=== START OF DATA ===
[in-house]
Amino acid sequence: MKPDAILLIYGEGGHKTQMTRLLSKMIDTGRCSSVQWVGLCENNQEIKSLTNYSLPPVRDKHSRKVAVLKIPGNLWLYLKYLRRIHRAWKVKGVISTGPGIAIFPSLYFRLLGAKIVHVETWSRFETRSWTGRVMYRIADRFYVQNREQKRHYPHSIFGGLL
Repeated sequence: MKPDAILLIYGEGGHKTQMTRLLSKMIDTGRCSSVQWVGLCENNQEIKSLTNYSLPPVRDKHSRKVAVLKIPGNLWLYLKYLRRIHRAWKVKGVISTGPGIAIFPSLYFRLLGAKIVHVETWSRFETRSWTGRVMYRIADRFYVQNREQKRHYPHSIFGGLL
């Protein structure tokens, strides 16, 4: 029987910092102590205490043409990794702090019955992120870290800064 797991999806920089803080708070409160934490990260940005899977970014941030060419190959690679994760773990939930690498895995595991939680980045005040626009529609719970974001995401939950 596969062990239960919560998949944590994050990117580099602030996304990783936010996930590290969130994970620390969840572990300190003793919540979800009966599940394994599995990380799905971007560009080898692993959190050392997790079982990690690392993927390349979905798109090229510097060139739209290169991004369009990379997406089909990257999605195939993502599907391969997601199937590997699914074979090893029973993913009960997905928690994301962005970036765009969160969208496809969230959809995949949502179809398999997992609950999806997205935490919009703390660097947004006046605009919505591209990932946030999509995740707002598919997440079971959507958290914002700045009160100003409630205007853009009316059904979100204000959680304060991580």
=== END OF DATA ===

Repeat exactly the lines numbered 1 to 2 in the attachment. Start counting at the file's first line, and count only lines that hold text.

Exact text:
[in-house]
Amino acid sequence: MKPDAILLIYGEGGHKTQMTRLLSKMIDTGRCSSVQWVGLCENNQEIKSLTNYSLPPVRDKHSRKVAVLKIPGNLWLYLKYLRRIHRAWKVKGVISTGPGIAIFPSLYFRLLGAKIVHVETWSRFETRSWTGRVMYRIADRFYVQNREQKRHYPHSIFGGLL